Wireless scanning, Wireless security
North American Electric Reliability Corporation (NERC) has promulgated Critical Infrastructure Protection (CIP) standards for cyber security in electric power industry. A recent white paper in Automation World magazine brings out challenges faced in CIP implementation due to proliferation of wireless networking. The paper lays out various scenarios such as approved wireless use, inadvertent wireless use, covert wireless use etc. which break conventional perimeter security model. It recommends state of the art wireless monitoring and control to enforce wireless perimeter security for energy assets. Read more…
Compliance, Wireless security
Recently we did a webinar with one of our health care customers (Maine Medial Center) and it was interesting to note how Wi-Fi networking has become mission critical in health care driven by applications. Various patient care applications enabled via Wi-Fi networking increases patient care quality, improves efficiency, and drives down overall cost. Given all the current discussion regarding healthcare reform and driving down costs, this is interesting to note how a technology like Wi-Fi networking can help you do that.
Healthcare is one of the few industries where Wi-Fi networking has become more and more mission critical. Customers need to pay attention to security, availability, and reliability of the Wi-Fi deployment in order to enable mission critical applications via Wi-Fi connectivity.
This webinar can be found at http://www.airtightnetworks.com/home/news/webinars.html
Best practices, Wireless security
If you own an enterprise grade local area network (LAN), you need to be aware that wireless (WiFi) based intrusions can potentially be exploited to create security backdoors into your network. This is true even if you have not rolled out your wireless LAN (WLAN) or have rolled out a WLAN that adopts the best-in-breed cryptographic security.
Today, Chief Security Officers (CSOs), Chief Information Officers (CIOs) and network security administrators have different perceptions on the extent of WiFi based intrusions. Hence, they have adopted different solutions to secure their enterprise network from WiFi intrusions.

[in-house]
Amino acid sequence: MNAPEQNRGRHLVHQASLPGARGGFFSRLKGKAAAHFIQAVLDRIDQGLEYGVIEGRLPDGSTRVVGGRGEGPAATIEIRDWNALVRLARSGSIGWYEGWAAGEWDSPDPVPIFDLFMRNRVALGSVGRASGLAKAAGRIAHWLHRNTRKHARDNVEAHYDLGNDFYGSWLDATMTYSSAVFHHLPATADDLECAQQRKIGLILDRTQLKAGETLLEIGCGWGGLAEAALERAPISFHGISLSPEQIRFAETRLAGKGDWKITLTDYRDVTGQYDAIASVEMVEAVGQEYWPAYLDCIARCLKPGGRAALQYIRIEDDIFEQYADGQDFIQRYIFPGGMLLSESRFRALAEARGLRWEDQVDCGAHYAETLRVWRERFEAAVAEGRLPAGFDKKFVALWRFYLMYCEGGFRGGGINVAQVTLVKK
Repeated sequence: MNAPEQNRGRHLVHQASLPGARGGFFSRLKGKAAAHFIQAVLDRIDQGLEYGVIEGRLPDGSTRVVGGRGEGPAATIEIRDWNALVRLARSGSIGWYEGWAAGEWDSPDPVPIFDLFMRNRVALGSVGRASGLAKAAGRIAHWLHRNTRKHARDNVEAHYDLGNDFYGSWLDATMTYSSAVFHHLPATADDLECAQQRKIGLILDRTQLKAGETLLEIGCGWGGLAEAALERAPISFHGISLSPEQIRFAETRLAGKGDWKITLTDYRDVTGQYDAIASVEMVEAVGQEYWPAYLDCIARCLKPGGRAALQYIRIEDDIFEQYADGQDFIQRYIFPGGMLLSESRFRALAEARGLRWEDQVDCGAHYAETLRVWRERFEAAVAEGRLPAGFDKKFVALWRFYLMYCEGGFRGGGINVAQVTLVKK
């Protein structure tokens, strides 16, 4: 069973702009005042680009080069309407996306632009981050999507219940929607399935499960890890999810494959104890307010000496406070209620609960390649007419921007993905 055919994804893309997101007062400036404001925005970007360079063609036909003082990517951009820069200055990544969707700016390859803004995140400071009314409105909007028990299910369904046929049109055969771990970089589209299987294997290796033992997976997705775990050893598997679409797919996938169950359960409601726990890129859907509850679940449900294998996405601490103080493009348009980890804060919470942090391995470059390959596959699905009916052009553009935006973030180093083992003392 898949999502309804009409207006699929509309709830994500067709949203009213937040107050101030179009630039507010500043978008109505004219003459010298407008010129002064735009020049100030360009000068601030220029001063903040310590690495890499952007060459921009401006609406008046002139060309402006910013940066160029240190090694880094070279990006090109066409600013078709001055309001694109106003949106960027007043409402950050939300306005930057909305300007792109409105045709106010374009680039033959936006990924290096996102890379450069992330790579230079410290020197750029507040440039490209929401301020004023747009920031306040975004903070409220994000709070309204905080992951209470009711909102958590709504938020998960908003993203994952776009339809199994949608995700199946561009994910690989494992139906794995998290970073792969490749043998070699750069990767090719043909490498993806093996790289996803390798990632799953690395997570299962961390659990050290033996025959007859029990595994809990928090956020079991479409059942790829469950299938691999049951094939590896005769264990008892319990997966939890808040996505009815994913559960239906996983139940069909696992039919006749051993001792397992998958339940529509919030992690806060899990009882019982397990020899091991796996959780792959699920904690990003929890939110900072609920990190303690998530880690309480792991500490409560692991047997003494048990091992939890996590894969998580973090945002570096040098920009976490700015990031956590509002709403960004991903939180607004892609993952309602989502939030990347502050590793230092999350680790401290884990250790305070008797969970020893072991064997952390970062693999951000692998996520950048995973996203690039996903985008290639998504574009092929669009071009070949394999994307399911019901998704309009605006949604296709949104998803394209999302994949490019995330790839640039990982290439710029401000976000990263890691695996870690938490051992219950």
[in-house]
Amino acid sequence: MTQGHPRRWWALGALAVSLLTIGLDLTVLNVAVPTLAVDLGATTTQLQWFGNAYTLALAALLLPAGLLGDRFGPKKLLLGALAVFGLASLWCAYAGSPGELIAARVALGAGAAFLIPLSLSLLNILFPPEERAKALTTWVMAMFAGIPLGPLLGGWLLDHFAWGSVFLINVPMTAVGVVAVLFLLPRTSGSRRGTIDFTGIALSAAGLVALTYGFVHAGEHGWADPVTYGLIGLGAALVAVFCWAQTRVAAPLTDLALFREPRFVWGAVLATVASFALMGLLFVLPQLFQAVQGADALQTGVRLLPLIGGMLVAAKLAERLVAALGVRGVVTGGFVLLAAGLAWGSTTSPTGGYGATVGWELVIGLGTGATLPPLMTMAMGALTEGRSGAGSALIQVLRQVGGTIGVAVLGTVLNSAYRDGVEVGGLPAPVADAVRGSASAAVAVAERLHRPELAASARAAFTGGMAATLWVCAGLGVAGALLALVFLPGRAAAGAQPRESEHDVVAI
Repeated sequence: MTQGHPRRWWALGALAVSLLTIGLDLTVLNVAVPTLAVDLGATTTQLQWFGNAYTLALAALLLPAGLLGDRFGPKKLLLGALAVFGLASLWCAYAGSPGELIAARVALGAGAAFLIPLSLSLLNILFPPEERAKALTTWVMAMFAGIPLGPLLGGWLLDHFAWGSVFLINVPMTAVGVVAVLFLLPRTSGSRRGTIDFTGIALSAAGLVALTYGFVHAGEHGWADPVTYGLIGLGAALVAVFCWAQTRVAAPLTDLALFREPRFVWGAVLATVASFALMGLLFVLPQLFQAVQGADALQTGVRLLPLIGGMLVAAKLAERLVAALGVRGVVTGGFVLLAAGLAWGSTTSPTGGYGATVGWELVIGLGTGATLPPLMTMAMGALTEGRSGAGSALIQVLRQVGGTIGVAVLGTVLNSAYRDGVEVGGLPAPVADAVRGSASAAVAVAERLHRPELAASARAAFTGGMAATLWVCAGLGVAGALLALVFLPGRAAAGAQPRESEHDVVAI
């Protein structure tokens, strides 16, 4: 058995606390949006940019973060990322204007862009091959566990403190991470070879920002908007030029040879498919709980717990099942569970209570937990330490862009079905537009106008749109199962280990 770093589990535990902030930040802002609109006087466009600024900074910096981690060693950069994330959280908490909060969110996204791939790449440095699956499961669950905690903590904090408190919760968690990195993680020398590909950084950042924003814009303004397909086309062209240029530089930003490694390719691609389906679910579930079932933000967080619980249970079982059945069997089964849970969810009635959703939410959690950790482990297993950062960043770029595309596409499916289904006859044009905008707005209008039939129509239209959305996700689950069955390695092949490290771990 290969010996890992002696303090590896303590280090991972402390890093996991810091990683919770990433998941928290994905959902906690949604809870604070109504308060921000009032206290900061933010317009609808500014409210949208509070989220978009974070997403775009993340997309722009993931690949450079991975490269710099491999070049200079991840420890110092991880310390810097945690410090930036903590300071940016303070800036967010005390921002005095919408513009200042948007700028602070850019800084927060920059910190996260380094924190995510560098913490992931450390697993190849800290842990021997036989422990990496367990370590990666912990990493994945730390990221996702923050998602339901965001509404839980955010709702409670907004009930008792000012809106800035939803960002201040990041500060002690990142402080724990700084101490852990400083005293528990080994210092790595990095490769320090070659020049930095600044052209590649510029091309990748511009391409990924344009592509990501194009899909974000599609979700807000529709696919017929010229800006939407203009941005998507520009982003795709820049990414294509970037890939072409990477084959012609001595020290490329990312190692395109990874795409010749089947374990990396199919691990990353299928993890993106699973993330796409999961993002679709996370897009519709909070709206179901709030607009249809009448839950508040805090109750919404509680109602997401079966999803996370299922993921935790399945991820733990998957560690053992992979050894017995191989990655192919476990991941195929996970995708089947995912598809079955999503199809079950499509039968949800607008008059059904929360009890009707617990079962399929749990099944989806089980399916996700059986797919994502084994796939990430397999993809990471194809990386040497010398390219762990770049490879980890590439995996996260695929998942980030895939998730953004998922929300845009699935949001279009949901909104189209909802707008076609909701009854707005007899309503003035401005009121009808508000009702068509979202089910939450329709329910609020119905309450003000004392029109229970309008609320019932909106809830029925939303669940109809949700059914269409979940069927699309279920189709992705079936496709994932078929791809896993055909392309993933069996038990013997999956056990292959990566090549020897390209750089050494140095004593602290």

- At the one end of the spectrum, there are users that believe that wired IDS/IPS and Networks Access Control (NAC) solutions are adequate to thwart this threat.
- Next, there is a class of user who are believe in “moderate security”. They have adopted part time wireless intrusion detection capabilities in their networks.
- At the other end of the spectrum, there are users that believe in dedicated & specialized wireless intrusion detection and prevention (WIPS) systems to defend against this threat.
Independent of which of the above groups you may belong to, here is my list of 5 intrusion detection questions that you need to worry about. If you don’t agree, I would love to hear your views. Read more…
Compliance, Wireless security
This story seems to come from the files of “I am ten feet tall and bulletproof.” Many of us have a mixed reaction to those who are able to manipulate computers and code to their advantage for criminal acts. We wonder why they do not use their talents to simply make money the old fashioned way but also are outraged at their actions which disrupt our lives, compromise our security and cost us money. But then you read a story such as the one Robert McMillen of IDG posted over the weekend about the security guard and ersatz hacker who allegedly videotaped his cyber exploits at the clinic he was supposed to be protecting and then posted them to YouTube. He claimed to be adding botnets which would allow him to do a denial of service attack on July 4 just for the fun of it. He did get caught. You really have to read this story which is both funny and sad at the same time.